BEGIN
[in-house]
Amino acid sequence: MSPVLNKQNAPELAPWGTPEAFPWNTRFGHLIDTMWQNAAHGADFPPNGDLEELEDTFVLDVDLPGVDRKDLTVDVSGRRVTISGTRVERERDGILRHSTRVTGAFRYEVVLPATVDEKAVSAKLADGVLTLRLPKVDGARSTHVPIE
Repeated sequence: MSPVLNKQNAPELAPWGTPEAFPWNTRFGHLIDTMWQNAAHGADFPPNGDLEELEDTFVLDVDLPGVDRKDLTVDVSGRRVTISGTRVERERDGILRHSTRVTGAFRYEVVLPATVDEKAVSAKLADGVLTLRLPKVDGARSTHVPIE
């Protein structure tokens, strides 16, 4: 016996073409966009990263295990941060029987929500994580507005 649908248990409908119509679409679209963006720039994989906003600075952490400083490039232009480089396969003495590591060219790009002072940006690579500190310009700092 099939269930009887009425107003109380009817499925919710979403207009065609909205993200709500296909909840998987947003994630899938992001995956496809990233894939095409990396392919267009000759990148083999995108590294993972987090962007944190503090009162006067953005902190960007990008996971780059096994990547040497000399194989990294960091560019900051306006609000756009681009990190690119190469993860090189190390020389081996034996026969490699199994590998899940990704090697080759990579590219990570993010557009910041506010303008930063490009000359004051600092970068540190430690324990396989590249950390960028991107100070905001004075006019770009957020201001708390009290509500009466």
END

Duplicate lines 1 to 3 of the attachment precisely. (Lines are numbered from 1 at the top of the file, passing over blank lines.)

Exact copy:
[in-house]
Amino acid sequence: MSPVLNKQNAPELAPWGTPEAFPWNTRFGHLIDTMWQNAAHGADFPPNGDLEELEDTFVLDVDLPGVDRKDLTVDVSGRRVTISGTRVERERDGILRHSTRVTGAFRYEVVLPATVDEKAVSAKLADGVLTLRLPKVDGARSTHVPIE
Repeated sequence: MSPVLNKQNAPELAPWGTPEAFPWNTRFGHLIDTMWQNAAHGADFPPNGDLEELEDTFVLDVDLPGVDRKDLTVDVSGRRVTISGTRVERERDGILRHSTRVTGAFRYEVVLPATVDEKAVSAKLADGVLTLRLPKVDGARSTHVPIE